High Society

It's flush with money and has a grand new building, but the Humane Society of Missouri is doing little to prevent the growing euthanasia rate for unwanted animals

"What I believe, and what a lot of the research has proven, is if a spay/neuter costs over $10, it's not affordable to the type of people we are trying to reach," Christiansen says. "A lot of these people do not have transportation. They can't take their dog or cat on the bus. They have to walk miles to a vet clinic."

Truly low-cost spay/neuter is not widely available nationwide, he says. "A lot of organizations will say they have a program for low-income -- "All they have to do is come in here and beg and plead and we will give it to them.' Then you ask how many they've done, and it isn't many. I don't call that a program," Christiansen says.

He believes a number of issues contribute to the euthanasia problem: a lack of low-cost spay/neuter; shelter animals that aren't presterilized and have accidental litters; veterinarians who aren't performing early/ spay neuter; animal organizations spending as little as 5 percent of their budgets on proactive prevention programs; and governing boards that are ill-equipped to think in progressive ways.

The Humane Society's kennel for adult female dogs at the Society's new $11 million headquarters
Jay Fram
The Humane Society's kennel for adult female dogs at the Society's new $11 million headquarters

"If I wanted to indict any one group, it would be the boards of animal-welfare groups," he says. "They really have the power to change things, and they don't use the power as much as they could be. Unfortunately, a political structure exists that doesn't make for progressive action or programs. Probably lethargy is the biggest enemy of them all."

He was struck by the rising euthanasia figures in St. Louis. "I question whether there are programs in (St. Louis) that are reaching the people who need it most." He was surprised that more people from the Humane Society didn't attend the seminar he held here. "There was only one or two people who attended the seminar from the Humane Society. I thought it would be of more interest to them."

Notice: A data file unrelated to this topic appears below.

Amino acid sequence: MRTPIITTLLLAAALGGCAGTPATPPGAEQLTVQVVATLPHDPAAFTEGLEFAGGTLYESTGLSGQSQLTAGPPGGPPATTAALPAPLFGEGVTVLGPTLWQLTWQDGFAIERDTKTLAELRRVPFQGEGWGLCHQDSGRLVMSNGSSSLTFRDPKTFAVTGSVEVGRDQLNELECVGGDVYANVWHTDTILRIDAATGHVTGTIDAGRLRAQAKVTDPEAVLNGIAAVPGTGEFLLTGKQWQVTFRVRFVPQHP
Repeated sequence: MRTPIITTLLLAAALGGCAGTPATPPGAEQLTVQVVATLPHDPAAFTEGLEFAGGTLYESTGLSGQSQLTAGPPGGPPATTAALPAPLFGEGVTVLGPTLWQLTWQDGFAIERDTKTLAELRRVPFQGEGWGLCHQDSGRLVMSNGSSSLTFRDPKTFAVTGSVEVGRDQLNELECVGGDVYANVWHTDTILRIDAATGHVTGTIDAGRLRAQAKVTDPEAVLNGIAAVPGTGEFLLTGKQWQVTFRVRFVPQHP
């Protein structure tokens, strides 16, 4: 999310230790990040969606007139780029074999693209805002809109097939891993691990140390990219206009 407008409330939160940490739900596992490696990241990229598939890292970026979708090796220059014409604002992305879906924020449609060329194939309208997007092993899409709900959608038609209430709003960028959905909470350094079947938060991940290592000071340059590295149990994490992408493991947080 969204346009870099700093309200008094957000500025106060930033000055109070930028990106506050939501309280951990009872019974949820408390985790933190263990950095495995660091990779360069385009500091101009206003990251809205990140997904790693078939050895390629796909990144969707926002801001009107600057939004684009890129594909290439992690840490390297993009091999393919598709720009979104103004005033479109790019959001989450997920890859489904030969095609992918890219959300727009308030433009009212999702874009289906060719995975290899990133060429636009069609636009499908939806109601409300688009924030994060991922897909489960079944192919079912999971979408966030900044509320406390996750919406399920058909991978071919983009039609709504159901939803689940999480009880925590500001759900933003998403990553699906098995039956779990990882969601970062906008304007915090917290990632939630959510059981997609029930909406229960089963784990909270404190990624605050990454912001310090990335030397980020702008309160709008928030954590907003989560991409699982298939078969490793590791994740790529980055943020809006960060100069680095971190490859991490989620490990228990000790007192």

If kill rates aren't declining, he says, a group needs to rethink its approach. "I always say that if we have the same management this year that we did last year and our numbers are going up, then we can pretty much figure that the numbers are going to continue to be the same if we continue to do the same thing."

The Humane Society of Missouri's auxiliary, a fundraising arm, broached the idea of purchasing a mobile spay/neuter van a few years ago -- but at the time, the Humane Society passed on the offer because it was embroiled in its capital campaign and plans for the new headquarters.

Robertson says that the idea of a spay/neuter van was tabled because of the annual cost of a vet and a veterinary technician to staff it.

"We have some money put away. We're an auxiliary of the Humane Society, and anything we do has to go through them," says Burt Wilner, president of the auxiliary. "We approached Kent Robertson at one time, but they put it on a side burner for a while. They'll be discussing it again."

Some people locally wonder whether the Humane Society's education program, which cost about $120,000 in 1999, is getting its message on pet overpopulation across.

Dr. Ed Migneco, president of the Greater St. Louis Veterinary Medical Association, says one of the biggest reasons for the area's euthanasia figures is education -- a lack of it. "People just don't know to get their animals spayed or neutered and how prolific dogs can be," he says. "A lot of men with male dogs don't want to get their dogs neutered, yet they let their dogs run loose."

Migneco, who works closely with the Humane Society and doesn't want to offend them, nevertheless says, "What exactly does the Humane Society do for education? Personally, I don't see it. I'm playing devil's advocate here -- I don't want to be anti-Humane Society."

"I don't claim to be all-informed," he adds. "I sure don't see any education coming out of the Humane Society. Maybe I don't look in the right places? It seems like they have a better forum than I do where they could reach a larger audience."

Migneco says many people don't realize the importance of spaying and neutering, not just for reasons of pet overpopulation but also for health reasons. Female dogs, if spayed before their first heat, face a decreased risk of breast cancer, and the surgery eliminates the possibility of uterine and ovarian cancer. In male dogs, neutering reduces the risk of prostate cancer and the incidence of dog bites.

He admits that veterinarians, too, must do more to stem pet overpopulation: "I put a challenge out to other vets: There is probably more we, as an organization, as a group, could do."

Liz Rudder is president of Operation S.P.O.T., also called OpSPOT, for Stop Pet Overpopulation Today. Formed in '93, it is a local coalition of 15 organizations, including animal-control agencies, veterinarians and animal-welfare groups like the Humane Society, and focuses on reducing euthanasia. It is compiling a low-cost spay/neuter database, due out in April, after sending questionnaires to 200 animal-welfare organizations and veterinarians to find out what is available.

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